Bible Studies for Life Lesson for July 18- The Power of Petition
July 6 2010 by Phyllis Elvington, speaker, author, member of Tabor City Baptist Church

Focal Passages: 1 Samuel 22:17-20; 23:1-6, 9-13  

The first images that come into your mind when you think about David are probably shepherd boy, giant killer, and king of Israel. But a closer look reveals two aspects of David’s life that paint a richer and even deeper portrait of his true character.

In both the Old Testament and the New Testament he is called “a man after God’s own heart” (1 Samuel 13:14; Acts 13:22). And as the author of more than 70 psalms, David is known as a mighty man of prayer. 

This lesson focuses on the power and the importance of seeking God’s guidance in every aspect and in every decision of your life.

The scripture passages stress how critical it is to seek God’s will first and to follow His leading — not to make your own plans and then expect God’s blessings upon your self-centered endeavors.

Before fighting the Philistines at Keilah, David “inquired of the Lord” and “the Lord answered him” (23:2).

When his men confessed how afraid they were, “once again David inquired of the Lord, and the Lord answered him” (23:4).

Upon learning that Saul was pursuing him in Keilah, David twice inquired of the Lord about what his plans should be.

Each time David petitioned God, God answered and David obeyed.

It is important to note, however, that David was human — just like the rest of us. He sinned many times and had to live with the consequences of those sins.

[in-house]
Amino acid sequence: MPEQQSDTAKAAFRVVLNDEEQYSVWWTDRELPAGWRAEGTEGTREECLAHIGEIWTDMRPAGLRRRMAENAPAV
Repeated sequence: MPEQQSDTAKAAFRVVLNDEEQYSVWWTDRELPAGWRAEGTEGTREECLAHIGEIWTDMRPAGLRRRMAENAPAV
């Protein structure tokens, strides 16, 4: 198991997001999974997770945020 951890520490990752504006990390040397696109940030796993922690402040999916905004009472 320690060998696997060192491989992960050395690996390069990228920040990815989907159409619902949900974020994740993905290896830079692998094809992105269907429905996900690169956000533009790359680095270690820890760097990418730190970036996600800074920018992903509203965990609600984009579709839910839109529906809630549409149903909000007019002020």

The lie he told to Ahimelech the priest (21:2) eventually led to the death of 85 priests and to the destruction of the town of Nob with all “its men and women, its children and infants, and its cattle, donkeys and sheep” (22:19).

David did, however, take full responsibility for his actions (22:22-23).

The book of Psalms contains several “penitential” psalms that record David pouring out his heart to God and asking for forgiveness and cleansing from his sins: Psalm 6, 32, 38, and 51.

The book of Psalms is also full of David’s petitions for God to shelter him (Psalm 11); to deliver him (Psalm 34); to protect him (Psalm 52); to be merciful to him (Psalm 56, 57); to help him (Psalm 70, 101); and to hear him (Psalm 86, 141, 142, 143). 

David truly was a man of prayer — fully expecting God to hear and answer his petitions and cries for help.

And he truly was “a man after God’s own heart” — fully trusting God to meet his every need. Is the same true for you?
7/6/2010 9:03:00 AM by Phyllis Elvington, speaker, author, member of Tabor City Baptist Church | with 0 comments

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